Another sign of the times…Local Government in the UK December 18, 2014Posted by WorldbyStorm in Economy, The Left.
Between January 2012 and October 2013, Barnet farmed out its care for people with disabilities, legal services, cemeteries and crematoriums, IT, finance, HR, planning and regeneration, trading standards and licensing, management of council housing, environmental health, procurement, parking, and the highways department.
This evening, a full council meeting will vote on whether to consider cuts and “alternative delivery models” for another tranche of services, including libraries, rubbish collection, street gritters and children’s speech therapy, among others. Should they go the way of the rest and be outsourced, the local Unison branch calculates that Barnet council will shrink from having 3,200 staff in September 2012 to just 332.
And Chakrabortty notes one crucial element of this, away and beyond the ‘service provision’, such as is left:
And a tour of the neighbourhood teaches you that when cuts reach a certain magnitude, it’s not just services you lose; it’s an entire democratic institution. Residents can show you lots of missing services: the borough is right now consulting on plans to squeeze the vast majority of libraries to around 540 sq ft, or the size of a Hampstead Garden Suburb living room.
For those who live and work in Barnet, their local affairs are now handled remotely by people hundreds of miles away, who know nothing about them or the area. Payroll for what remains of council staff is done in Belfast, while for schools it’s Carlisle. Pension queries go to Darlington. Benefits end up in Blackburn. Parking notices come from Croydon. Calls to the local library are first directed to Coventry. Even births, deaths and marriages are managed in Brent.
Got a complaint? Then you have speak to someone you’ll never see – that is, if you can speak to them at all. Capita has admitted previously “capping” phone calls: throwing callers off the line when things get too busy. So rather than rely on their local institutions, residents increasingly depend on their councillors to intercede.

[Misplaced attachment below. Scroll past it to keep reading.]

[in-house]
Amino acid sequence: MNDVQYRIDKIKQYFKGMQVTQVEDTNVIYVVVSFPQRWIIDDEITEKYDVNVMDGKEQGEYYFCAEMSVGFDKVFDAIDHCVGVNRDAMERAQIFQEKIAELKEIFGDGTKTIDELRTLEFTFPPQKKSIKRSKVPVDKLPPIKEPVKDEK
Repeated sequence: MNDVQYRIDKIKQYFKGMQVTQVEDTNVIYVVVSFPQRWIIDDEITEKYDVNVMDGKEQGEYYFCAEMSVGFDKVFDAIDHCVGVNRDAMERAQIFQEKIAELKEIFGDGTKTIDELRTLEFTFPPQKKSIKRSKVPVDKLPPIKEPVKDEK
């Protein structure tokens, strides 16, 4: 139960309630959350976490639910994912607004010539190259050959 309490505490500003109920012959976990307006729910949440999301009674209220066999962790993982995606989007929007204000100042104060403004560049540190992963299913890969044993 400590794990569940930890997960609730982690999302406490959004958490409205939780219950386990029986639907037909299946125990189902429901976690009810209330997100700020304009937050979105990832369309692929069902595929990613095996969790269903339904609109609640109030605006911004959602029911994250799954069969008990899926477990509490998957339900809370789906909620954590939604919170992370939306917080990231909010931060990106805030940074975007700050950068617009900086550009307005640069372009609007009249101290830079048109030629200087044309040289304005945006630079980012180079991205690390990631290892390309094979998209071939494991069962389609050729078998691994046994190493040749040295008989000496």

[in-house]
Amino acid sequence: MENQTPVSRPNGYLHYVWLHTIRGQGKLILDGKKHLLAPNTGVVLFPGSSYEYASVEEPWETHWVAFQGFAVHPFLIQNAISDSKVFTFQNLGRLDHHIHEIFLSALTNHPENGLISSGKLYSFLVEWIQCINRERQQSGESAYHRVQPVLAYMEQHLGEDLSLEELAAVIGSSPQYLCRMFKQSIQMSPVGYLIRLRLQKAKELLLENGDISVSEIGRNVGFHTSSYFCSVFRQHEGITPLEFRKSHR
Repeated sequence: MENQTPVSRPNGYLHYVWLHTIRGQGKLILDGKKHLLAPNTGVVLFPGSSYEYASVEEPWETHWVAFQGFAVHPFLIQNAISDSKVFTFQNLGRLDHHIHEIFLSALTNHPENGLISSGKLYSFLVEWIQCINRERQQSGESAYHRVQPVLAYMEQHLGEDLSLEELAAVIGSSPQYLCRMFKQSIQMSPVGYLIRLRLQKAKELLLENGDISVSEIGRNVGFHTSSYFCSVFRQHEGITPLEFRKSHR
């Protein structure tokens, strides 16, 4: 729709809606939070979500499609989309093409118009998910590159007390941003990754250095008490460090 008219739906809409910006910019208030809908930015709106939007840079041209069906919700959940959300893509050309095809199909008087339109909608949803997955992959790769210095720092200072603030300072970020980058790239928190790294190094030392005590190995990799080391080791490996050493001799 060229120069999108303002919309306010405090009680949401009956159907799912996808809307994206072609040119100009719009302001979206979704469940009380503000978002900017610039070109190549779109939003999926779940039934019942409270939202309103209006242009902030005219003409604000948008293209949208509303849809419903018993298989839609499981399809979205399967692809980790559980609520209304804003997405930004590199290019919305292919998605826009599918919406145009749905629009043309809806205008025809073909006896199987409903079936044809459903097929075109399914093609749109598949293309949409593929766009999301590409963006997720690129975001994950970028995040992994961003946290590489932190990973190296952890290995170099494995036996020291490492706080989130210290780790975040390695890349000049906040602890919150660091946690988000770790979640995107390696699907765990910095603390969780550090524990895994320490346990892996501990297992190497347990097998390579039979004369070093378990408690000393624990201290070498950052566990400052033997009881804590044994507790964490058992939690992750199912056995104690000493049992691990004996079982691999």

This is what happens when you lose locally accountable public servants. It’s also the cost of losing local expertise. Take the legal department, now run out of Harrow. The result was that in early summer, Barnet councillors were given the wrong reports to vote on. The resulting mockery led to the commissioning of an independent report that stated on its first page: “There is no one who understands local government law in depth at Barnet. Barnet employs no lawyers.”
And as Chakrabortty notes, the deals Barnet has struck with Capita are such that they’re are locked in for ten years, at least. There’s no democratic oversight, no democratic control, no democracy, no there, no local. And this isn’t about saving money – as he notes the Tories were pushing this line long before the current financial crisis. This is about shaving away the state – actually slicing away the state.
A very good point made in comments is that this isn’t just about now, or the next ten years, but that by the very nature of this process it removes institutional knowledge from councils and other state entities as regards the provision of services, thereby increasing the challenge for reinstating services under democratic local control.
This has happened in this state over the past decade (and by the way, there’s nothing more nauseating than hearing the LP bleat about how bin protests ‘led’ to privatisation – they could have put taking those services back into the public sector into their election manifesto if that was the case, strangely they didn’t). It is a process that continues, that is where services aren’t actually cut outright.